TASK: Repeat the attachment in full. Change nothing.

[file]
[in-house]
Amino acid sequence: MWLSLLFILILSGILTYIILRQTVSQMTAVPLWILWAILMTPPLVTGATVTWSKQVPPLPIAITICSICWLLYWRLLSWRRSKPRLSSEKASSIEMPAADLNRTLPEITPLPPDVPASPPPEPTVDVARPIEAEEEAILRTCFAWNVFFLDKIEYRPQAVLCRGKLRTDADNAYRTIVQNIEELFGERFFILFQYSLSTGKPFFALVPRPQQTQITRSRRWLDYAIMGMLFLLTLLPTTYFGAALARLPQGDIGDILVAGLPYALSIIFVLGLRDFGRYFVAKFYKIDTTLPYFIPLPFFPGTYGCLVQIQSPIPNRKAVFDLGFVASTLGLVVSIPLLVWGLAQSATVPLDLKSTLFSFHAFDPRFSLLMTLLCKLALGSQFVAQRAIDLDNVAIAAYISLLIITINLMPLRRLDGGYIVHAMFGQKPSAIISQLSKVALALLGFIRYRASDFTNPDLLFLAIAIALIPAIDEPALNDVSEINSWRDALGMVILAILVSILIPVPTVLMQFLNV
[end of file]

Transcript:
[in-house]
Amino acid sequence: MWLSLLFILILSGILTYIILRQTVSQMTAVPLWILWAILMTPPLVTGATVTWSKQVPPLPIAITICSICWLLYWRLLSWRRSKPRLSSEKASSIEMPAADLNRTLPEITPLPPDVPASPPPEPTVDVARPIEAEEEAILRTCFAWNVFFLDKIEYRPQAVLCRGKLRTDADNAYRTIVQNIEELFGERFFILFQYSLSTGKPFFALVPRPQQTQITRSRRWLDYAIMGMLFLLTLLPTTYFGAALARLPQGDIGDILVAGLPYALSIIFVLGLRDFGRYFVAKFYKIDTTLPYFIPLPFFPGTYGCLVQIQSPIPNRKAVFDLGFVASTLGLVVSIPLLVWGLAQSATVPLDLKSTLFSFHAFDPRFSLLMTLLCKLALGSQFVAQRAIDLDNVAIAAYISLLIITINLMPLRRLDGGYIVHAMFGQKPSAIISQLSKVALALLGFIRYRASDFTNPDLLFLAIAIALIPAIDEPALNDVSEINSWRDALGMVILAILVSILIPVPTVLMQFLNV